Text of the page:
Syncing and loading portable players is much, much, much easier than with WMP 10, and is as smooth as what any of the other services, including iTunes offer (except Apple does offer more flexibility). Surprised? So was I. Getting music onto a portable player using the previous version was a truly awful experience, but this one lets you hook up your player, then simply drag files and drop them into the right-hand pane (now all they have to do is make it automatic like the iTunes true syncing experience or maybe even provide desktop integration like iTunes). As the media player scans your library, a meter lets you know how much room the device will have left when the files are copied onto it. When you get close to the limit, just hit sync to actually transfer the files.





    The iTunes transfer feature has one advantage?it loads your device as you drag and drop, but that's the only way it's better. And there's a trade-off ?WMP 11 lets you see what you're loading without switching views; iTunes doesn't. And with WMP 11's reverse sync you can easily get pictures or voice recordings off of your portable device and into your library. Still no iPod compatibility, though. If you've been holding your breath waiting for it, I'd exhale. It'll never happen (that's to bad since 80% of the players won't work with it).





    As with music album covers, the folder view of photos shows the pictures in each folder in the form a virtual stack, with the top image visible. Clicking on a folder takes you inside. Clicking on an individual image blows it up to full size and starts a slide show of all the folder's images.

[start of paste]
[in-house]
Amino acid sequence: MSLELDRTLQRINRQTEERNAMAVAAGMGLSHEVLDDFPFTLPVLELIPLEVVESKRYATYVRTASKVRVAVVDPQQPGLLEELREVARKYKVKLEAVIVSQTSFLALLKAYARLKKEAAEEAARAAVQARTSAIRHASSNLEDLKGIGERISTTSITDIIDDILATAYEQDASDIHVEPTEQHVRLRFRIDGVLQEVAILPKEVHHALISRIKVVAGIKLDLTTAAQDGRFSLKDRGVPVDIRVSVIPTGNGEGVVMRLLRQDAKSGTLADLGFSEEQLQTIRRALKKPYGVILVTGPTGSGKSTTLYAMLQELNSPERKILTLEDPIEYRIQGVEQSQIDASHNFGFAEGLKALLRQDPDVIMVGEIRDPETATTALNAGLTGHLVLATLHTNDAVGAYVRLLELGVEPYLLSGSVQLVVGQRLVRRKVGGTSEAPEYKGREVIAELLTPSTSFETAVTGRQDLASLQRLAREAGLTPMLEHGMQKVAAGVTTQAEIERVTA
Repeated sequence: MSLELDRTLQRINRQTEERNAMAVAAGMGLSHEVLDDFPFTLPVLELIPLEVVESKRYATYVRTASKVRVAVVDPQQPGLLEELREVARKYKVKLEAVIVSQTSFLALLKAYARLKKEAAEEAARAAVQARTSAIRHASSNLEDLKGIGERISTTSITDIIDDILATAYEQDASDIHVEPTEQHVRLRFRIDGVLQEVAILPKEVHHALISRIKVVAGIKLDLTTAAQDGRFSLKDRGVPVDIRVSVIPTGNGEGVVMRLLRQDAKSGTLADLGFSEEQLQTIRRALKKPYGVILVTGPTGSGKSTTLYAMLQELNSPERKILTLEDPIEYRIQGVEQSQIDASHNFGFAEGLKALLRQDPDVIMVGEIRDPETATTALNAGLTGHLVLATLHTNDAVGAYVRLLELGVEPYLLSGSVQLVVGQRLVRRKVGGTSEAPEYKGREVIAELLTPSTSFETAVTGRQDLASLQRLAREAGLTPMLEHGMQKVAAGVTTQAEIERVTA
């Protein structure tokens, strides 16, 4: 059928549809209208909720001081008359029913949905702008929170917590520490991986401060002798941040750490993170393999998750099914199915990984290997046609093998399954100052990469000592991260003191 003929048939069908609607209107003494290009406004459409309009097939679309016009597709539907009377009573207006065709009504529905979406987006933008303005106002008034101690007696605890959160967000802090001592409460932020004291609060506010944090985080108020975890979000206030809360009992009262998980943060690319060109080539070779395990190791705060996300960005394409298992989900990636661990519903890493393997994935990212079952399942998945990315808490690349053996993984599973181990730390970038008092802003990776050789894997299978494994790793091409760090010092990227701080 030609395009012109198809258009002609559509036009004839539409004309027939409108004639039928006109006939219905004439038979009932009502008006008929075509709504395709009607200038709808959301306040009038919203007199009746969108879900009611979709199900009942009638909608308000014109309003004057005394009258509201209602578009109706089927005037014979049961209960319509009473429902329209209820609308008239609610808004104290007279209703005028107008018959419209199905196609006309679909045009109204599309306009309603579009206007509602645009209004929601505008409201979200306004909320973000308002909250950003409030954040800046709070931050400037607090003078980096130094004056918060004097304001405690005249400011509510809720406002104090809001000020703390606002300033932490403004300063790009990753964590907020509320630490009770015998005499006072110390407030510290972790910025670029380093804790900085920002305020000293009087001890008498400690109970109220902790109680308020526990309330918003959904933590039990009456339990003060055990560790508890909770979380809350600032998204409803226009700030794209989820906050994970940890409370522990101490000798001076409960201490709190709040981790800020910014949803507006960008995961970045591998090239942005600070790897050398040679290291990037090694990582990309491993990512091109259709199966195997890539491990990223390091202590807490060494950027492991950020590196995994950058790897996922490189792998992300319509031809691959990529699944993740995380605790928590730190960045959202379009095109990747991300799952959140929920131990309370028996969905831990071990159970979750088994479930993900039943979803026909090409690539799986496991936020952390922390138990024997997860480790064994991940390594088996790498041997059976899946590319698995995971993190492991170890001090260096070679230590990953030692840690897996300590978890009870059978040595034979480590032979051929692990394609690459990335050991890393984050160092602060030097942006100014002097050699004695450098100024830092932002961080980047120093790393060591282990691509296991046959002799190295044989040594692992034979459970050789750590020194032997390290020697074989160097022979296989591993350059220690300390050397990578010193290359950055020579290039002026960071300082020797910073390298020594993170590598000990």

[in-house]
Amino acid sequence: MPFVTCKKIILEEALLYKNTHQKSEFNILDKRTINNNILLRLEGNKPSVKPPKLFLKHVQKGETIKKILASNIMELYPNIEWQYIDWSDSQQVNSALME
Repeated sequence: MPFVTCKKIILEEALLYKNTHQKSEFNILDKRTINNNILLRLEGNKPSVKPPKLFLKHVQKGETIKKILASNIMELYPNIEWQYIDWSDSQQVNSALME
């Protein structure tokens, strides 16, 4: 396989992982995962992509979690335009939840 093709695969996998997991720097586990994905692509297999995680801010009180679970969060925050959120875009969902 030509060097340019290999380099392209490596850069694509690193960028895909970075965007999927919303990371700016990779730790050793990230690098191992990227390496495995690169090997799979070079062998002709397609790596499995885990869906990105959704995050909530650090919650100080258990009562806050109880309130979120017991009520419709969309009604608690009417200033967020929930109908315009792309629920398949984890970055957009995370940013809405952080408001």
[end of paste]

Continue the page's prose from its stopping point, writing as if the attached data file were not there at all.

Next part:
Microsoft still has some work to do before it launches Windows Media Player 11 for real. Metadata lookup could be faster, and the interface, while good, needs tweaking?for example, some of the buttons you use most often are too small. But this media player is a lot more fun to use than any other, and just as powerful. To check it out for yourself, go to http://www.microsoft.com/windowsmedia/player/11 (the link will be live on Wednesday, May 17th).
  • Reply 7 of 18
    19841984 Posts: 955member
    Quote:

    Originally posted by hmurchison

    http://www.winsupersite.com/showcase...gallery_01.asp





    confirmed.



    The writer is a freakin' moron.





    The "PC Magazine" should have given me all the info I needed.




    Looking at that I can't see why anyone uses Windows anymore. Wow, what an elegant interface... So logical and easy to navigate.
  • Reply 8 of 18
    shady104shady104 Posts: 332member
    in those screen shots look at the left side it says ipod and ipod video???im confused any thoughts
  • Reply 9 of 18
    benjbenj Posts: 68member
    Fuck me it does as well!! Well if these are Microsoft's pre-release screen shots maybe it's their idea of a 'funny'!! Well to say that WMP11 isn't even compatible with iPod!
  • Reply 10 of 18
    icibaquicibaqu Posts: 278member
    I actually would like to scroll through and look at albums by artwork. i'm more visual and sometimes remember cd's i own by the color of the CD. So that's lost on me with itunes. I'd like being able to flip through like a jukebox.